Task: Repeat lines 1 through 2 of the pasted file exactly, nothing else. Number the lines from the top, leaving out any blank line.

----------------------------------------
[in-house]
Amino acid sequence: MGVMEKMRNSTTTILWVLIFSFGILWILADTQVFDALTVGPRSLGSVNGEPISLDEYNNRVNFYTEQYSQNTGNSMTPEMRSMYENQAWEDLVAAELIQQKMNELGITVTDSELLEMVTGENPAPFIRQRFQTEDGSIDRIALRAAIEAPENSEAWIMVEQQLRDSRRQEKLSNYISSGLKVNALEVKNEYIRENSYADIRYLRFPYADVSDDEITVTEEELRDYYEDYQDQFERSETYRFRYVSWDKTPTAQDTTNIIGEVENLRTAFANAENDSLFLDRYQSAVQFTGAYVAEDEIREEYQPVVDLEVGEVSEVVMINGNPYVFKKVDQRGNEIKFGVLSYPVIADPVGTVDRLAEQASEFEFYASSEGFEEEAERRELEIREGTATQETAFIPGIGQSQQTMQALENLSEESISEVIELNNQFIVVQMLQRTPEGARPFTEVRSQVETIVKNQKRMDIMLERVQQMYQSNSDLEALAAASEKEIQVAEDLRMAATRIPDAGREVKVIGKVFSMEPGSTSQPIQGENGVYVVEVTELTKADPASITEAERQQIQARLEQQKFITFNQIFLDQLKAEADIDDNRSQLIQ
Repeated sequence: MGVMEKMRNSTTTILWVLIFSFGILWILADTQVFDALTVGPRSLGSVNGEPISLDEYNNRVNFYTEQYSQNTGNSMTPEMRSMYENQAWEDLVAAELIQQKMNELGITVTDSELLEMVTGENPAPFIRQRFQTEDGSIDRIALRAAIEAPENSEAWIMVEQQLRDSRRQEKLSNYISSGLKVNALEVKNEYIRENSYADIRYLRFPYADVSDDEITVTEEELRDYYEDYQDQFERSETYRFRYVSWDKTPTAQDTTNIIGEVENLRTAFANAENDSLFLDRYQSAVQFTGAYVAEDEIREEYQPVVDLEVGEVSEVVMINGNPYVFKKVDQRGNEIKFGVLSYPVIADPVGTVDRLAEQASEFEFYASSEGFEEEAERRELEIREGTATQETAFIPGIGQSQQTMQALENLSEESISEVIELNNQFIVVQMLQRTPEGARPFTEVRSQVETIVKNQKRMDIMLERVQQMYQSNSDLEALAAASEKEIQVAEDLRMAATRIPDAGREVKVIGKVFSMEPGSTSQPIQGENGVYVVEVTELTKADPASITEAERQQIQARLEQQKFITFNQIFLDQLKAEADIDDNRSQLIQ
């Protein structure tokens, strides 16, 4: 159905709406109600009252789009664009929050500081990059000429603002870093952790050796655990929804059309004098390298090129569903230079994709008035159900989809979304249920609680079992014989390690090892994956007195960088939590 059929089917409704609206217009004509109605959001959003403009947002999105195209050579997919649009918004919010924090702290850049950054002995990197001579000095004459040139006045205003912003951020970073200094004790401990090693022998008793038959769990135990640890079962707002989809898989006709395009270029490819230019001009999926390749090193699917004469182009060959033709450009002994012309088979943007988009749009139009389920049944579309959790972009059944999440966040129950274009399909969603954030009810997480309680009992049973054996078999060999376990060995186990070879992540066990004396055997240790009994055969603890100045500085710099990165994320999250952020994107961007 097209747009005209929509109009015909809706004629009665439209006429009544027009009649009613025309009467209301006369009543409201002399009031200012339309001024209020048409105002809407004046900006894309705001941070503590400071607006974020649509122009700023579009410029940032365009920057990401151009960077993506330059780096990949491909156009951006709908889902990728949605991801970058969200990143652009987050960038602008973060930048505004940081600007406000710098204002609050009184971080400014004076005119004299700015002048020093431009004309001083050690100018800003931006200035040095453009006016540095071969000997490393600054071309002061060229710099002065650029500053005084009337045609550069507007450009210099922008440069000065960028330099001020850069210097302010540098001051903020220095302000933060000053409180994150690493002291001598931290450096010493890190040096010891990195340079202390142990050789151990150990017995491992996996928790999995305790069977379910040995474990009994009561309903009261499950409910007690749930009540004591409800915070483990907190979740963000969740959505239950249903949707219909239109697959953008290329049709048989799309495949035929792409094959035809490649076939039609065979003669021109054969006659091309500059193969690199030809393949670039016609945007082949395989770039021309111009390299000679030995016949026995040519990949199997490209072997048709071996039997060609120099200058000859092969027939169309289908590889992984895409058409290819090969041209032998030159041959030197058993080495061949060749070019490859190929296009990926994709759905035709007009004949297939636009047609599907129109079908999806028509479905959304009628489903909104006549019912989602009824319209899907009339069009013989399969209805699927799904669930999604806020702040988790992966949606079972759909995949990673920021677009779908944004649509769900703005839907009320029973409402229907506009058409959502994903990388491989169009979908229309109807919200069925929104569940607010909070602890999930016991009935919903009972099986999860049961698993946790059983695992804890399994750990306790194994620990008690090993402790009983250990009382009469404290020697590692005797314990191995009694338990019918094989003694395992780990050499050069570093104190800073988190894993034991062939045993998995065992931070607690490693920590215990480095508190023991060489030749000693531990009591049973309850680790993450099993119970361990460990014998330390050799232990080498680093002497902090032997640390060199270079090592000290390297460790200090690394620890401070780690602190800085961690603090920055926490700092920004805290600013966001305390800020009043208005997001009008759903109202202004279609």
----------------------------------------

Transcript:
[in-house]
Amino acid sequence: MGVMEKMRNSTTTILWVLIFSFGILWILADTQVFDALTVGPRSLGSVNGEPISLDEYNNRVNFYTEQYSQNTGNSMTPEMRSMYENQAWEDLVAAELIQQKMNELGITVTDSELLEMVTGENPAPFIRQRFQTEDGSIDRIALRAAIEAPENSEAWIMVEQQLRDSRRQEKLSNYISSGLKVNALEVKNEYIRENSYADIRYLRFPYADVSDDEITVTEEELRDYYEDYQDQFERSETYRFRYVSWDKTPTAQDTTNIIGEVENLRTAFANAENDSLFLDRYQSAVQFTGAYVAEDEIREEYQPVVDLEVGEVSEVVMINGNPYVFKKVDQRGNEIKFGVLSYPVIADPVGTVDRLAEQASEFEFYASSEGFEEEAERRELEIREGTATQETAFIPGIGQSQQTMQALENLSEESISEVIELNNQFIVVQMLQRTPEGARPFTEVRSQVETIVKNQKRMDIMLERVQQMYQSNSDLEALAAASEKEIQVAEDLRMAATRIPDAGREVKVIGKVFSMEPGSTSQPIQGENGVYVVEVTELTKADPASITEAERQQIQARLEQQKFITFNQIFLDQLKAEADIDDNRSQLIQ